Friday, 11 July 2014

Sustainability: a Venture Capitalist’s Perspective

by Eric Choi, Analyst at Amoo Venture Capital Advisory

In recent years, there has been a growing interest in sustainability, especially in the private equity and venture capital network. Sustainability by definition has multiple dimensions, namely Economic, Social and Environmental (so-called ‘Triple Bottom Line’). From an investor’s perspective, sustainability encompasses investing in technologies and ventures that allow us to optimise the use of scarce resources. Most times, these transform the way we work and live and hence why it is commonly known as “impact investing or conscious
capitalism”. As sustainability revolves around three diverse metrics, there is a broad range of ventures and actions that we can associate with the concept. 

Despite the broadness of the concept, there is still a common perception that evolves around sustainability – many still tend to believe it is solely about renewable energy generation such as solar panels and wind turbines. Up until recently, there has been a big emphasis on capital-intensive clean-tech. Solar tech alongside other capital-intensive projects accounted for more than 60% of clean-tech venture deals in 2008. By 2010, this figure dropped sharply to 12%. Primarily, this decline occurred because investors initially expected substantial returns on these risky investments. Furthermore, the global financial crisis has also contributed to the decrease in demand for the risky capital-intensive investments. 


Source: Deloitte Touche VC survey 2013


As investors’ appetite and attitude towards risk changed, they swayed from the capital-intensive investments. Some turned their attention to less capital-intensive areas of clean-tech such as energy efficiency, pollution control and management and water. Others migrated back to Internet and software. In 2013, energy efficiency was the biggest focus in clean-tech amongst the VCs in the U.S.: $1.3 B was allocated in 188 deals, 23% higher than the previous year, whilst the deal flow in solar and biomass was down 20% and 42% respectively. The hype in less capital-intensive sustainable-tech is perhaps well highlighted by Google’s recent acquisition of Nest Labs.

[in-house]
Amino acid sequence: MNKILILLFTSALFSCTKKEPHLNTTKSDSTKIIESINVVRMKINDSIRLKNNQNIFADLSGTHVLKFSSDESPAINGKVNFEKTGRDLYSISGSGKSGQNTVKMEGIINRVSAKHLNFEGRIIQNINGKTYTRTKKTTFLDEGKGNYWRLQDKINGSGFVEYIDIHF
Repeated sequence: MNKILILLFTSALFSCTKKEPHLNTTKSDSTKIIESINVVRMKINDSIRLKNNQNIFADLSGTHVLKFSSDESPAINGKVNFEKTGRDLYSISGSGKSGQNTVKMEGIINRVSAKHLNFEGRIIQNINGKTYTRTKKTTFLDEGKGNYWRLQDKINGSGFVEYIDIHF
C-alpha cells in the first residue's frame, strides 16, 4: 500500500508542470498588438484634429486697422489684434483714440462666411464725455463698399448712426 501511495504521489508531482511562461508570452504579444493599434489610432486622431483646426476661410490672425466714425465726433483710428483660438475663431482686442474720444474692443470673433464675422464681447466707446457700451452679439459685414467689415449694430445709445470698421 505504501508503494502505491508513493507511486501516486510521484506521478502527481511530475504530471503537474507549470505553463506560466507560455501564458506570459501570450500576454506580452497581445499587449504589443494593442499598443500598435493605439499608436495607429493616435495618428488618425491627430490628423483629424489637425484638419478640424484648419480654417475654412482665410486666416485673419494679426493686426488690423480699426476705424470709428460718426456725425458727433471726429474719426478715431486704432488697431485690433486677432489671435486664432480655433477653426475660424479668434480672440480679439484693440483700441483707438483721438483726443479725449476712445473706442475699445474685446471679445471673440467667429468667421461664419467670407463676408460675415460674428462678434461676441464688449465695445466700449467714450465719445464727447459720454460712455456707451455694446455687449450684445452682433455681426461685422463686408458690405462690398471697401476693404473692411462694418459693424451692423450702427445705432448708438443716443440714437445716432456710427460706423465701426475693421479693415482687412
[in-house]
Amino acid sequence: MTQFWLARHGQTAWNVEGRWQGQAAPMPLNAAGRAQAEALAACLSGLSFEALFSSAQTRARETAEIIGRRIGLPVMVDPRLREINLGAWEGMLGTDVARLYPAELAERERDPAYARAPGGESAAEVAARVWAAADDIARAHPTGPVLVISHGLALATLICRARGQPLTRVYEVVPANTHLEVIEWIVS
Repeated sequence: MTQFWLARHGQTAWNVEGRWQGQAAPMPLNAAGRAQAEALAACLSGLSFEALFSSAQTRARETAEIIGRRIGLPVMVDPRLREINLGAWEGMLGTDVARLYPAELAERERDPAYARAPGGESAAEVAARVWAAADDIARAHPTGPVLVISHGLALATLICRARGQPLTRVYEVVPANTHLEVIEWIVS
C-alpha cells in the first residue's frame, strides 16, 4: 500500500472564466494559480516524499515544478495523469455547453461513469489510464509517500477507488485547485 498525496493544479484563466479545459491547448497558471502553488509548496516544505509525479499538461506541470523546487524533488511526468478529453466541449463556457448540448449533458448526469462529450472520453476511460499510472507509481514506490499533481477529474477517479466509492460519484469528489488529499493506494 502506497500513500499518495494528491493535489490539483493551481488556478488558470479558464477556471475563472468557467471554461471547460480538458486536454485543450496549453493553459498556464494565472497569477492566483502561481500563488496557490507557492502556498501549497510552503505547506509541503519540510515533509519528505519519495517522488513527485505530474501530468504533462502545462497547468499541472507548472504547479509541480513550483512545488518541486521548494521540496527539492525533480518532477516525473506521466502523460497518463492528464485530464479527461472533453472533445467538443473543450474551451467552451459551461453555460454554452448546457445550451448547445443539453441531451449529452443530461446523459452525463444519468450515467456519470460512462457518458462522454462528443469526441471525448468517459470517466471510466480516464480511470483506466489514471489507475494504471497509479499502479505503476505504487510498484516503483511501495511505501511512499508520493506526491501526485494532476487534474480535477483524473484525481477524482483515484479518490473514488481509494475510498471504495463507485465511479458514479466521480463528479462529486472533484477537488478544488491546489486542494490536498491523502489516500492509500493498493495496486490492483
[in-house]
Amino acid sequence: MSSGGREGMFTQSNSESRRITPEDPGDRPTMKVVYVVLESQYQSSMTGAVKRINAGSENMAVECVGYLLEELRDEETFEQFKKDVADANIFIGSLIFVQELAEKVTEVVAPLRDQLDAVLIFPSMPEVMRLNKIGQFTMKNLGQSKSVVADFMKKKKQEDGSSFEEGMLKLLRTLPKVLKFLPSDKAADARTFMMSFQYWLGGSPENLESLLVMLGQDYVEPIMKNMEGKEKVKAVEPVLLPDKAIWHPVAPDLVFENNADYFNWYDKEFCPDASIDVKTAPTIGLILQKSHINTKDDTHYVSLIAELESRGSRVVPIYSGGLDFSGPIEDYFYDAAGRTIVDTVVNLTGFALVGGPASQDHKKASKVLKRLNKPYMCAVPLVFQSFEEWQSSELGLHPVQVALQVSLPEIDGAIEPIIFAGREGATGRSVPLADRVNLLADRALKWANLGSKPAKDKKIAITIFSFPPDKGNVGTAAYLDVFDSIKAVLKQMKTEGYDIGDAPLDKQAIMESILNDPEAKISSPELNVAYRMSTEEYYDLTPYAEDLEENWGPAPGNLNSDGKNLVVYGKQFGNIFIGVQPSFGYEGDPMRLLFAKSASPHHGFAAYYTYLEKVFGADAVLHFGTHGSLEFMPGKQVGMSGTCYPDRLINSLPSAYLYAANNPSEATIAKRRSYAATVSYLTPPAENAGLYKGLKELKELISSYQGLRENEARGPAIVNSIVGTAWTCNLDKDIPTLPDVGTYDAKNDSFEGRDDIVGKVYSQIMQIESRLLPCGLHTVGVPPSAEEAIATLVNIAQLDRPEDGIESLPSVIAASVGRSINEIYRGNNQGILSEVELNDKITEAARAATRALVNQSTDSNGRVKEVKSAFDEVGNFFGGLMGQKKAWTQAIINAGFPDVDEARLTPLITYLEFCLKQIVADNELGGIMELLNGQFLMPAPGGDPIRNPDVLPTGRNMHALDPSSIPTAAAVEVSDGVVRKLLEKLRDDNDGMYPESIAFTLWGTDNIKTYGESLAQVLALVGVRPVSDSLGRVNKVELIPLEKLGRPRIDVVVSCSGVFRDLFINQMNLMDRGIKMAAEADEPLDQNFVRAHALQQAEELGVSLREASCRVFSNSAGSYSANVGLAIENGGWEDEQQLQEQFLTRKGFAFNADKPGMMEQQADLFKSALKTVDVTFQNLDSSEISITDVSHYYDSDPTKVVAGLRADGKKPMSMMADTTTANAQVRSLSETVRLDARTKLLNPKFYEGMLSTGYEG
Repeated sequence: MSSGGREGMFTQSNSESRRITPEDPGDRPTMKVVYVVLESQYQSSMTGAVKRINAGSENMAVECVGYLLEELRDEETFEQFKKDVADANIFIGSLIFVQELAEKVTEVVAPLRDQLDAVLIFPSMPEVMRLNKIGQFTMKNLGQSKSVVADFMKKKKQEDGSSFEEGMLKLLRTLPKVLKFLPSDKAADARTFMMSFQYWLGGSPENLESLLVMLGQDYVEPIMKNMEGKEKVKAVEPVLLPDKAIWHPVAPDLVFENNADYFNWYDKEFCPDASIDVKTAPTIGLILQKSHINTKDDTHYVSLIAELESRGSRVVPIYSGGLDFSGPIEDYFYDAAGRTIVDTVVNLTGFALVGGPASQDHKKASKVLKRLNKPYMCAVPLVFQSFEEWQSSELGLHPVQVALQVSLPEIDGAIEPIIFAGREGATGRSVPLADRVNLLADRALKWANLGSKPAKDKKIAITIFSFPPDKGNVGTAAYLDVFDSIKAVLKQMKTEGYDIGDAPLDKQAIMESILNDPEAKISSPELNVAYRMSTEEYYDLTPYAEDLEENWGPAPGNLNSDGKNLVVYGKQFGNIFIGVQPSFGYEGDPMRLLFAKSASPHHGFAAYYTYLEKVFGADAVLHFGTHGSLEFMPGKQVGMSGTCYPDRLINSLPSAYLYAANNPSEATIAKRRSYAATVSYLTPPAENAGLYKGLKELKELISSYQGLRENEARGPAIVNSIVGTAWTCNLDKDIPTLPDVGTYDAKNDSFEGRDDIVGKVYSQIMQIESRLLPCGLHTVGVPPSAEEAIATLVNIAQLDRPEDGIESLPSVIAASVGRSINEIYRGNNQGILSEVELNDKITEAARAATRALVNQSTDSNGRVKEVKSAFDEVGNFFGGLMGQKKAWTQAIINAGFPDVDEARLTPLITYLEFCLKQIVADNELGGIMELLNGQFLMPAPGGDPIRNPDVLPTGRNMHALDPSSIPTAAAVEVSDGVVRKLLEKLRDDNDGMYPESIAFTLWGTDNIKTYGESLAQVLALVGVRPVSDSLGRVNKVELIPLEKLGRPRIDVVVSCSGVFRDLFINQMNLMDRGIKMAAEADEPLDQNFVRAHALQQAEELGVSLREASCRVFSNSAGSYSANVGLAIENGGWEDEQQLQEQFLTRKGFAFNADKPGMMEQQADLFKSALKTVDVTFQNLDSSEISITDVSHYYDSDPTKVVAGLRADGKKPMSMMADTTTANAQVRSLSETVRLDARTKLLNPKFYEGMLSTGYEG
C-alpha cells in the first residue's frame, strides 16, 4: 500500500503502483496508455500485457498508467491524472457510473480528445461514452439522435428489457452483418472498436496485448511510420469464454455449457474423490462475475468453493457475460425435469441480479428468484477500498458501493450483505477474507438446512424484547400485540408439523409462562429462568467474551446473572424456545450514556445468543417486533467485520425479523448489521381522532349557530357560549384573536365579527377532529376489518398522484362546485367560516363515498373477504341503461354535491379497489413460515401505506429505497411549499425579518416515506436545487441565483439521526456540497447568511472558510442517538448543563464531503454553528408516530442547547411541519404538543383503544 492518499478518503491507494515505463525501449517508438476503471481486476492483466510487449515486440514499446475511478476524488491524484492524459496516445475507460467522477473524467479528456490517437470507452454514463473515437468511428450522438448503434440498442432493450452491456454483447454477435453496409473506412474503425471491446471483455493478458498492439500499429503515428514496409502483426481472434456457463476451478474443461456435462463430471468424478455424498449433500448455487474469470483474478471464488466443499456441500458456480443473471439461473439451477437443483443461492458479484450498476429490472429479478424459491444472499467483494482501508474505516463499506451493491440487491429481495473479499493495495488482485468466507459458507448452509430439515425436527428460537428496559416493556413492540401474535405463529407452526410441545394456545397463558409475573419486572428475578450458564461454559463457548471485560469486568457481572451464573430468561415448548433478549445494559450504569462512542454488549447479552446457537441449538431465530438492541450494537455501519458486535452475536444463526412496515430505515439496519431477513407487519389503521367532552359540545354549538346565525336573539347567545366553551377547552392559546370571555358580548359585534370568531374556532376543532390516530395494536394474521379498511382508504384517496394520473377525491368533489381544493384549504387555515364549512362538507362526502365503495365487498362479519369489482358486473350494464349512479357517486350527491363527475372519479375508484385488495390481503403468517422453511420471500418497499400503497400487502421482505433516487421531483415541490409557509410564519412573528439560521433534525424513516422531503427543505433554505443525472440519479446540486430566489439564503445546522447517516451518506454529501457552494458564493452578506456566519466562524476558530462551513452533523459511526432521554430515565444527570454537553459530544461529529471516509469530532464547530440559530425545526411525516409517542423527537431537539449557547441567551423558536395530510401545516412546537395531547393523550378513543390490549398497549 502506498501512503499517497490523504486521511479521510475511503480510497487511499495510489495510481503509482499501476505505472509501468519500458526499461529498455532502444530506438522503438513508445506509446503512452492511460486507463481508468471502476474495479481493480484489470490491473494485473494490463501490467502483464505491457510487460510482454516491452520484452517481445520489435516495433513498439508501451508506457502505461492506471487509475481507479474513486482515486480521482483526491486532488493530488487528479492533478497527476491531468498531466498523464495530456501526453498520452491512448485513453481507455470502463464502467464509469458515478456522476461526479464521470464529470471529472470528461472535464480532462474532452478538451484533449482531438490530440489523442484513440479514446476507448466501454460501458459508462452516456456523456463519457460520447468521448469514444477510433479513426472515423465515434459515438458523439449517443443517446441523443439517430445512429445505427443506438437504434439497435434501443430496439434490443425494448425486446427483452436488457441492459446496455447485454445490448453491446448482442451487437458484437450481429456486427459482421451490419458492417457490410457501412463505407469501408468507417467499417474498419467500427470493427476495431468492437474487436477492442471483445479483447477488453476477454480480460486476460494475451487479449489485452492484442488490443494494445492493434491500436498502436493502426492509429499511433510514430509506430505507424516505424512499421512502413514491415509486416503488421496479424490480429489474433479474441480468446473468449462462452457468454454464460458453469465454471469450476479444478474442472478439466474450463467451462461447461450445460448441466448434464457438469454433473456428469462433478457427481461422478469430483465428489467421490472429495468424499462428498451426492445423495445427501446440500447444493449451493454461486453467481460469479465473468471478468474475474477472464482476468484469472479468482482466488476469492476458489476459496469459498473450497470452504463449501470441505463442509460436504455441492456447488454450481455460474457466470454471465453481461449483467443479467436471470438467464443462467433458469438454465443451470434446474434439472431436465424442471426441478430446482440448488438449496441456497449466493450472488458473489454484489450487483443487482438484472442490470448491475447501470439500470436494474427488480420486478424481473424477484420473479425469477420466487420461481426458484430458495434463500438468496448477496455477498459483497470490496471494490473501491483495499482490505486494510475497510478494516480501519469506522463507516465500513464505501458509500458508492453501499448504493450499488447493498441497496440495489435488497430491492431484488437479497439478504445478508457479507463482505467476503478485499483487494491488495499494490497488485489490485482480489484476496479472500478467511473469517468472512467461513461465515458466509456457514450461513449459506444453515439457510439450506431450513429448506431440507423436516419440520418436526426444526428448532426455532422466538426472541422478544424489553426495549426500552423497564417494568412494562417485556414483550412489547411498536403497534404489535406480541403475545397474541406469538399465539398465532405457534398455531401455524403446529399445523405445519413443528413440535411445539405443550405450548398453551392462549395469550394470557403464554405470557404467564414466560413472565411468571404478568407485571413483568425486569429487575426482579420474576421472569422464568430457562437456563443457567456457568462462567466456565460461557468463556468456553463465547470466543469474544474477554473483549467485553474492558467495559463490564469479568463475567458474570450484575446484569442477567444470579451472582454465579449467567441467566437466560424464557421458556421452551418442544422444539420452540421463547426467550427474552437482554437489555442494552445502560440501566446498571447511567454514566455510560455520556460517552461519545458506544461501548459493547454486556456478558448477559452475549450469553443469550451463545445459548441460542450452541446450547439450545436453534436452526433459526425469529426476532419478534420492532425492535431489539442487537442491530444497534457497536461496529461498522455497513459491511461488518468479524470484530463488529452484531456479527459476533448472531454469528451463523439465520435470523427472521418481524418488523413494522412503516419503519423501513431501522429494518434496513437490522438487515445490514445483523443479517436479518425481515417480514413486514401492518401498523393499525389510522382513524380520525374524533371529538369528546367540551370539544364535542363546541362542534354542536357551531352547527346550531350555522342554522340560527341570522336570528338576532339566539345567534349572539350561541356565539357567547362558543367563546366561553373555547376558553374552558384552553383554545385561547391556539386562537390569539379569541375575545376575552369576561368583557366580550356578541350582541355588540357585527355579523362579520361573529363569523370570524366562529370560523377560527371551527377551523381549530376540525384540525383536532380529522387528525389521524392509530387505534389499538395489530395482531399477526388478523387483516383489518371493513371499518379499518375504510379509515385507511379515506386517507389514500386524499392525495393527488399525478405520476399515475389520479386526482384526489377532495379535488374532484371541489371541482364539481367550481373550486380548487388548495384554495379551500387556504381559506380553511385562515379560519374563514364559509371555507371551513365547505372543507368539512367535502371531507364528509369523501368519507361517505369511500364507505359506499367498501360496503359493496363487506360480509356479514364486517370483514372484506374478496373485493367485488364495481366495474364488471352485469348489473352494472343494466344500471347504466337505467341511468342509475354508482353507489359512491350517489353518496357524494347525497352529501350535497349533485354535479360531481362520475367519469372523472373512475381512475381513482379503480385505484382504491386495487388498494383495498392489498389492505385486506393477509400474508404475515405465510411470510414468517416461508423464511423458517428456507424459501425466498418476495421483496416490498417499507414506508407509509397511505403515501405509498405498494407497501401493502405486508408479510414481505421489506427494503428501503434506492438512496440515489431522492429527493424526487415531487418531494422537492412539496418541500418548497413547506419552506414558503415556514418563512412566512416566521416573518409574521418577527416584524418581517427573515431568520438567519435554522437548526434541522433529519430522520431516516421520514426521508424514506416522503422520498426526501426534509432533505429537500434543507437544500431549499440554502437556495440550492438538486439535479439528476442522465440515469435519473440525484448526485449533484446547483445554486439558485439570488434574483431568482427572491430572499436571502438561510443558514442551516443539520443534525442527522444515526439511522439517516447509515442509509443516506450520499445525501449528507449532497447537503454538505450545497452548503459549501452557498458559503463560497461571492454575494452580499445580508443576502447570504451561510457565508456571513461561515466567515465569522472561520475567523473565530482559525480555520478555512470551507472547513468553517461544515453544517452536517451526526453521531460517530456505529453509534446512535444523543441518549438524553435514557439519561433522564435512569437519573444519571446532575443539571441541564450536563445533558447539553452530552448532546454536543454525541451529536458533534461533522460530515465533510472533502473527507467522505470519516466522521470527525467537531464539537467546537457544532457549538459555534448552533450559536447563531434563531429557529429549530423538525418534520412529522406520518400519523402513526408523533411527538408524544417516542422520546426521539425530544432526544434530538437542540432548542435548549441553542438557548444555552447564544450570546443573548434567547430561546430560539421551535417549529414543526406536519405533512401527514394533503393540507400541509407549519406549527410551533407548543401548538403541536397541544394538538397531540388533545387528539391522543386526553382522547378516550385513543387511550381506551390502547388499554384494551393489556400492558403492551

As investors seek resource-efficient solutions, there is, and will be a sea of opportunity to arbitrage this transition and revamp markets using pre-existing technologies.

‘Non-green’ forms of conscious capitalism involve investing with intention to generate social benefits alongside financial returns - this is commonly known as Social Venture Capitalism (SVC). Acumen and Lundin’s recent joint-investment in Esoko Networks perhaps is a good illustration of SVC in action. Esoko is a mobile platform that connects African farmers to markets. The platform pushes market prices, offers, climate adaptation and agronomic advice that would allow farmers to improve both the quantity and quality of yields and thus income and living standards. It also allows related organisations such as agricultural businesses, NGOs, development financial institutions and governments to profile the agricultural community and grasp a better understanding of market forces, their needs and designate resources accordingly, alleviating potential inefficiencies.
This example shares a common trend that was aforementioned - in terms of the core technology, there is nothing new but rather, it is again a case of renovating the market using existing technologies. There is potentially a wide scope for value creation using existing ‘capital-slim’ technologies.

Another key contributor to the market’s increasing appetite for sustainability can be attributed to changes in regulations and public perception towards the private equity and venture capital industry. Ever since the global financial crisis, public perception towards the financial sector has been less than welcoming. This perception was complemented by tighter regulations.
At a recent PE & VC discussion, Mark Florman, a former BVCA CEO suggested that “regulators want to scrutinise the players and control the industry”. In response, BVCA alongside a group of fund managers put the idea of ‘impact investing’ forward, highlighting issues such as job creation and social impact to shape the industry into an ‘accepted’ part of the society and the idea of sustainable investing seems as though it is more liked by the public. Such movements have indeed set a mood in the community, increasing the awareness and opening up scope for new opportunities.



The changes in financial and regulatory landscape alongside growing social, economic and ecological challenges are forcing markets to become more aware of sustainability. This change in attitude is clearly represented by a recent consumer survey compiled by Mashable and Statista.
  
Considering these transitions, it seems channelling resources into sustainable projects might be a prudent solution for VCs and PEs, and indeed good opportunity for entrepreneurs.